Or, maybe, arrange that CHS has modes so that it can act like Clippy does?  If you were just using CHS to clean up quotes and reflow paragraphs, it would be nice to have a way of doing that with fewer clicks or menu choices to get to the action.  So I'd like to be able to define a series of the actions that CHS can take, and have that group appear as a single menu item when you click CHS's icon, and have it apply them all in one pass.  Does that make sense?


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mouser
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« Reply #8 on: November 06, 2006, 09:46:07 AM »

it does make sense; i'm going to give it a bit of thought..
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superticker
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« Reply #9 on: November 06, 2006, 11:02:44 AM »

I'm wondering where one should draw the line between what AceText does and what a clipboard enhancer (like CHS) does?
I'm wondering too.
This is where employing plug-ins to customize your own clipboard enhancer to suit your needs thereby avoiding software bloat is a really good thing.  It also empowers third-parties to write code for your application.

However Mouser is absolutely right; there's a lot of work in designing and documenting an extensible API.  Moreover, not every programmer welcomes the celebrity of becoming an open-source name in software design.  ... too many magazine editors calling.  Think how busy our Firefox plug-in API designer is, especially now that he's working for Microsoft.

... I'd like to be able to define a series of the actions that CHS can take, and have that group appear as a single menu item when you click CHS's icon, and have it apply them all in one pass.

If I'm reading this right, you're suggesting a scripting language be developed for CHS?  Like designing an API, that's a really big job too!  I'm trying to think if there's some middle ground here?  For example, develop an easy way to call an external scripting engine from CHS, pass it the problem and let it crunch, then have it pass the solution back to CHS.  I guess that would be some kind of OLE or COM interface to CHS, and although that requires an API of sorts, Microsoft has already established some standard OLE calls CHS could implement for this.  (Understanding OLE is complex, though.)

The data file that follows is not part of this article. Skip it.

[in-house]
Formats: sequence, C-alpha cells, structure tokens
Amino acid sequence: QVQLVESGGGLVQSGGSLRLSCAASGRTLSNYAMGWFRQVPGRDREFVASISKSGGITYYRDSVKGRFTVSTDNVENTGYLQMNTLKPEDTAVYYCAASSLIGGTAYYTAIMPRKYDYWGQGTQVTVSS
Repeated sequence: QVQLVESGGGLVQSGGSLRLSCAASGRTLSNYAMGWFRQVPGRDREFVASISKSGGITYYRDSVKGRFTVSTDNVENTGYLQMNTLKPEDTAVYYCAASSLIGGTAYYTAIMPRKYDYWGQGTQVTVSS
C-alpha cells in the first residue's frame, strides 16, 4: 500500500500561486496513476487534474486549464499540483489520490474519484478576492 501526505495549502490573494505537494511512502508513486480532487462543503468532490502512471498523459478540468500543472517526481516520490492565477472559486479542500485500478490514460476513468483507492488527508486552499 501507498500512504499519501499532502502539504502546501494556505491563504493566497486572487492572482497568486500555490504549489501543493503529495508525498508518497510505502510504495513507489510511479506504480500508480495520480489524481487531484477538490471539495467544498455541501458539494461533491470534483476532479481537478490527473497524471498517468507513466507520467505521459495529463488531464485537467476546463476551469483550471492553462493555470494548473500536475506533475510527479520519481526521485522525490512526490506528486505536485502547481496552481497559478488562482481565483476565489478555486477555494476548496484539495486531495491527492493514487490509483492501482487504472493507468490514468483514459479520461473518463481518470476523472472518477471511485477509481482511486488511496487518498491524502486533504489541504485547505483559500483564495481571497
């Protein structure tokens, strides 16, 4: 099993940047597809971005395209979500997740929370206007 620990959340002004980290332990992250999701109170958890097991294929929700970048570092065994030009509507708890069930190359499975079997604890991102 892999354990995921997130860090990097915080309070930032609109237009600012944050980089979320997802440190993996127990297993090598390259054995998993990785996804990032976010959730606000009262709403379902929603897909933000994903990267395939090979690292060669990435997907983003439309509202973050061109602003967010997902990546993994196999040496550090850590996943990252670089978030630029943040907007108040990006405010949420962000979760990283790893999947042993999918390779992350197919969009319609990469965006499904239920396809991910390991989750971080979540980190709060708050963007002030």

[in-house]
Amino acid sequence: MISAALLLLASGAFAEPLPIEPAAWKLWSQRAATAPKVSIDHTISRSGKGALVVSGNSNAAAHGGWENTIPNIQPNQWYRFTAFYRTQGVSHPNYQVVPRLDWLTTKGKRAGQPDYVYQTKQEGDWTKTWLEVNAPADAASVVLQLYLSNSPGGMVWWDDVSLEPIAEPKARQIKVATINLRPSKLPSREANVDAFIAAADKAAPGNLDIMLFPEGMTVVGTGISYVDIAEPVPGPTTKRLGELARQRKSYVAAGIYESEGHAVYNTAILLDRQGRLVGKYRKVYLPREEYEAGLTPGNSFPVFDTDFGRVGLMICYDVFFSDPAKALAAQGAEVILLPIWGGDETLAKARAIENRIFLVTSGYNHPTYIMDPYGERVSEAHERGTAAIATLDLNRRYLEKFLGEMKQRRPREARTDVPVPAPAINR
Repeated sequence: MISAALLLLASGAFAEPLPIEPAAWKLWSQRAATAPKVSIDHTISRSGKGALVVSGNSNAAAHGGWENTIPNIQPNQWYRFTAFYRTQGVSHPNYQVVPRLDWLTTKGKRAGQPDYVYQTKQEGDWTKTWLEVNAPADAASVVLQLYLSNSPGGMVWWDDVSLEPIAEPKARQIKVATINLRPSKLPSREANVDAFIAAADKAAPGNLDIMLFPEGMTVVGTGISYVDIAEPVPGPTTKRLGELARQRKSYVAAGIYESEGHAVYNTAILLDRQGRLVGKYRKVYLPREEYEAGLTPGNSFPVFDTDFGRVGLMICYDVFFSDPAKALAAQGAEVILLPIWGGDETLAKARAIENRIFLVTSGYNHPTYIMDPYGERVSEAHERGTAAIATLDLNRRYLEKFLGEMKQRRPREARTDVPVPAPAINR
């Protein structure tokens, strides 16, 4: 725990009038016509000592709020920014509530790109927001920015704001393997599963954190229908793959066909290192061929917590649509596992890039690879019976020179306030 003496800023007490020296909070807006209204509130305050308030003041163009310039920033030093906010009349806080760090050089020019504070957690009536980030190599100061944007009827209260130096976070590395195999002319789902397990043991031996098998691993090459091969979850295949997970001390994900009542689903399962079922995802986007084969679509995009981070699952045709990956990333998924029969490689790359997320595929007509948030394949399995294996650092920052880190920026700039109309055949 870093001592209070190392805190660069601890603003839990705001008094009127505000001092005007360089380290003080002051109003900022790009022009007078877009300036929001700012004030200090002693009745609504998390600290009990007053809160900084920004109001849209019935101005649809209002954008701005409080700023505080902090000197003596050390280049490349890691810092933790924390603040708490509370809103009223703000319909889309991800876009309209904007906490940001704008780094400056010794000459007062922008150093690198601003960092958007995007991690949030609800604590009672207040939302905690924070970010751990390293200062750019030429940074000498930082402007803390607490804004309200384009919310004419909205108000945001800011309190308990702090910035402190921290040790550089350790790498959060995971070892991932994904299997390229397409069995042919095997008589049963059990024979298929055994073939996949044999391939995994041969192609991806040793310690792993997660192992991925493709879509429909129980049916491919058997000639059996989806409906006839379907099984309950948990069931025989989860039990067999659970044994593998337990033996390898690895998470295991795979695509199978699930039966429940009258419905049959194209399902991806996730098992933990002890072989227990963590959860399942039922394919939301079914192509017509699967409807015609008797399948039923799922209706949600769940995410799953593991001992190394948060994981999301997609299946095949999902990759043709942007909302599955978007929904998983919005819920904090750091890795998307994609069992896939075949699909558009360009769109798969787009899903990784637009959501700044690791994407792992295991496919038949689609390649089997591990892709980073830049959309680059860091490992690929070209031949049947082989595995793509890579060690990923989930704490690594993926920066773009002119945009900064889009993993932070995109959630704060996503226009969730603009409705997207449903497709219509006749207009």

Gee, a clipboard enhancer that supports OLE to other applications....  Sound like computer madness.  I'm wondering what I could do with such a utility?...  Would the end-user be clever enough to use this feature?
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rjbull
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« Reply #10 on: November 07, 2006, 04:57:26 AM »


... I'd like to be able to define a series of the actions that CHS can take, and have that group appear as a single menu item when you click CHS's icon, and have it apply them all in one pass.

If I'm reading this right, you're suggesting a scripting language be developed for CHS?  Like designing an API, that's a really big job too!... 

No, simpler than that.  I'll try to explain it a bit more clearly this time  Wink CHS and Clippy both offer you numerous actions.  Both treat each action as separate from all others, i.e., stripping quotes, reflowing paragraphs, reinserting quotes, search-and-replace, changing case, are all separate things.  This is necessary, of course.  What Clippy offers (as I understand it) is a way of bundling a user-selected group of these together into a single menu choice, so you can perform several actions in one pass, without needing a series of mouse clicks or menu choices to invoke them individually in sequence.